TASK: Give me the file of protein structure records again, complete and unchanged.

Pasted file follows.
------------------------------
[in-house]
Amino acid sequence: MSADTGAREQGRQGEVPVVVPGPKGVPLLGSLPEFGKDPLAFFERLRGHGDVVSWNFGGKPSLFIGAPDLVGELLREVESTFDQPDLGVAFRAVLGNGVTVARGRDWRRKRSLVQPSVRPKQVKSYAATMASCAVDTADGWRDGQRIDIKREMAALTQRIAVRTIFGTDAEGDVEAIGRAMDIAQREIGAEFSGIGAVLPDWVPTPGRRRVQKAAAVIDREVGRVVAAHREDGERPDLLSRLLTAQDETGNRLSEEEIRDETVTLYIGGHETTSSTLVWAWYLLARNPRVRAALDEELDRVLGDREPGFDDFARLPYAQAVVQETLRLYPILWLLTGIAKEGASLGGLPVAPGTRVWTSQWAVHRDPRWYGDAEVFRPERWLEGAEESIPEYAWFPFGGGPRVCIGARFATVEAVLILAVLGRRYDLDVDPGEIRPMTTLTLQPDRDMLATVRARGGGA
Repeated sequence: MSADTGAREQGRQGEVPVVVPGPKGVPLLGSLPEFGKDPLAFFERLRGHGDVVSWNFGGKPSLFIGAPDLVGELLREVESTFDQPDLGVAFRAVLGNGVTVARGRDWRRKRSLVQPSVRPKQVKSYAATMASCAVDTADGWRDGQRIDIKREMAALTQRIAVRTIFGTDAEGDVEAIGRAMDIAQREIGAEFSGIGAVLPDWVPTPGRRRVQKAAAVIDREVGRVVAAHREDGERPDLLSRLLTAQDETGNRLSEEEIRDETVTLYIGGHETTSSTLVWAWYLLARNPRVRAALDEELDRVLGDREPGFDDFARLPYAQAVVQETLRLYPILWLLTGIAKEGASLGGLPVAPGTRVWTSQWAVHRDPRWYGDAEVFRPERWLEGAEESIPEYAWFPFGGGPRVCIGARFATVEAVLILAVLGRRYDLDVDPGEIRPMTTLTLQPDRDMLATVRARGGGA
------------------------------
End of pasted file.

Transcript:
[in-house]
Amino acid sequence: MSADTGAREQGRQGEVPVVVPGPKGVPLLGSLPEFGKDPLAFFERLRGHGDVVSWNFGGKPSLFIGAPDLVGELLREVESTFDQPDLGVAFRAVLGNGVTVARGRDWRRKRSLVQPSVRPKQVKSYAATMASCAVDTADGWRDGQRIDIKREMAALTQRIAVRTIFGTDAEGDVEAIGRAMDIAQREIGAEFSGIGAVLPDWVPTPGRRRVQKAAAVIDREVGRVVAAHREDGERPDLLSRLLTAQDETGNRLSEEEIRDETVTLYIGGHETTSSTLVWAWYLLARNPRVRAALDEELDRVLGDREPGFDDFARLPYAQAVVQETLRLYPILWLLTGIAKEGASLGGLPVAPGTRVWTSQWAVHRDPRWYGDAEVFRPERWLEGAEESIPEYAWFPFGGGPRVCIGARFATVEAVLILAVLGRRYDLDVDPGEIRPMTTLTLQPDRDMLATVRARGGGA
Repeated sequence: MSADTGAREQGRQGEVPVVVPGPKGVPLLGSLPEFGKDPLAFFERLRGHGDVVSWNFGGKPSLFIGAPDLVGELLREVESTFDQPDLGVAFRAVLGNGVTVARGRDWRRKRSLVQPSVRPKQVKSYAATMASCAVDTADGWRDGQRIDIKREMAALTQRIAVRTIFGTDAEGDVEAIGRAMDIAQREIGAEFSGIGAVLPDWVPTPGRRRVQKAAAVIDREVGRVVAAHREDGERPDLLSRLLTAQDETGNRLSEEEIRDETVTLYIGGHETTSSTLVWAWYLLARNPRVRAALDEELDRVLGDREPGFDDFARLPYAQAVVQETLRLYPILWLLTGIAKEGASLGGLPVAPGTRVWTSQWAVHRDPRWYGDAEVFRPERWLEGAEESIPEYAWFPFGGGPRVCIGARFATVEAVLILAVLGRRYDLDVDPGEIRPMTTLTLQPDRDMLATVRARGGGA